An Electrician lays out, assembles, installs, tests, troubleshoots and repairs electrical wiring, fixtures, control devices, and related equipment. Electricians must resolve problems involving several concrete variables from standardized situations. They are sometimes asked to respond to emergency calls, carrying out breakdown repairs as needed.
They are usually self-employed, but can sometimes be employed by Electrical Contractors, Construction Managers, or by maintenance departments of buildings and other establishments. They work closely with maintenance, production, engineering and outside services.
Here’s a non-exhaustive list of common tasks Electricians are required to complete.
- Reading and interpreting electrical drawings/blueprints/schematics, circuit diagrams, and electrical code specifications to determine wiring layouts for new or existing installations.
- Locating and installing a wide range of electrical equipment for safe, efficient and environmentally sound operation:
- Installing, altering, replacing, repairing, and/or maintaining lighting fixtures and electrical control and distribution equipment, such as switches, relays, sensors, circuit breaker panels and other control components and devices;
- installing, examining, replacing, and/or repairing generators, alternators, and industrial storage batteries;
- splicing, joining and connecting wires to fixtures and components to form circuits, which sometimes require pulling wires through conduits and holes in walls and floors;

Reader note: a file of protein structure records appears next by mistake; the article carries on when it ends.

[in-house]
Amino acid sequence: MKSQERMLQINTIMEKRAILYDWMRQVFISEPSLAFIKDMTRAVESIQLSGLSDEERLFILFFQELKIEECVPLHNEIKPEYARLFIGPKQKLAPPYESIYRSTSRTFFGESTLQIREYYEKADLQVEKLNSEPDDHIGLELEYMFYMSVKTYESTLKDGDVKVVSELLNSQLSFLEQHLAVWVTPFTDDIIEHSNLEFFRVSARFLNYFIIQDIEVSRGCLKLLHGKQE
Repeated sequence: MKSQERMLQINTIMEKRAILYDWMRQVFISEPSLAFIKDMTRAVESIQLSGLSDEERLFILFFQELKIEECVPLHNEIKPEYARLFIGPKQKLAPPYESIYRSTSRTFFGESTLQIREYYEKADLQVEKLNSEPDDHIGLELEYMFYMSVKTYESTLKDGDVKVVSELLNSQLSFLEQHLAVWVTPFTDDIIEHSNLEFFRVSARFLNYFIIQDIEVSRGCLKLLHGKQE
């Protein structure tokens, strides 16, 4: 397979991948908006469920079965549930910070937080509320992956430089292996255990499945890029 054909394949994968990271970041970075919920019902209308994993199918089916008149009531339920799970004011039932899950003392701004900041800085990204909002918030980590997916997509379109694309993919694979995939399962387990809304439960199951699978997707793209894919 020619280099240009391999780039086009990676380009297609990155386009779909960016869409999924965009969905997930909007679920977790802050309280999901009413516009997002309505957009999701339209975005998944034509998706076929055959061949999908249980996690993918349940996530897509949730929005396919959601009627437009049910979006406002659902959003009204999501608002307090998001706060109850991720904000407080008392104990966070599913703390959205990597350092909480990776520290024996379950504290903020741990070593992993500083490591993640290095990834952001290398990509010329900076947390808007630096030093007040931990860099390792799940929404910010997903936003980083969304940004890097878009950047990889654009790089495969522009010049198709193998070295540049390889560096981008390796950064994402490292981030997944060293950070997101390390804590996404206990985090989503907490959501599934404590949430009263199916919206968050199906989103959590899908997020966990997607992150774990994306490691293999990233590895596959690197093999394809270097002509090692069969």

- locating/installing and terminating conduits and cables;
- fabricating control panels and performing wiring check-out; and
- connecting electrical power to audio and visual communication equipment, signalling devices, and heating and cooling systems.
- Troubleshooting and isolating faults in electrical and electronic systems and removing and replacing faulty components:
- Using established troubleshooting sequences, checking a series of possibilities, which include establishing whether equipment is plugged in or not, or looking at diagnostic schematics on the computer to pinpoint location and nature of the problem.
- Correcting wiring and connections on machinery controls where incorrect applications could cause damage and hazardous conditions.
- Conducting preventive maintenance programs and keeping maintenance records:
- Testing electrical and electronic equipment and components for continuity, current, voltage and resistance, using test equipment (e.g. voltmeters and ammeters) to ensure compatibility and safety of systems;
- providing input and solutions related to any design or installation issues; and
- ensuring all electrical maintenance operations comply with applicable regulations and trade practices.
- Assisting the Construction Manager in the coordination of on-site activities.
- Preparing estimates:
- Analyzing, collecting, calculating, and comparing data.
- Installing, maintaining, troubleshooting, and repairing a wide range of electrical equipment.
- Preventing hazardous situations from happening by conducting maintenance tests and reporting and resolving any design or installation issues.
The average Electrician salary is $59,252 per year or $30 per hour. This is around 1.8 times more than the Median wage of the country. Entry level positions start at $41,000 while most experienced workers make up to $83,000. These results are based on 1,612 salaries extracted from job descriptions.
- Interpersonal, communication, and customer service skills: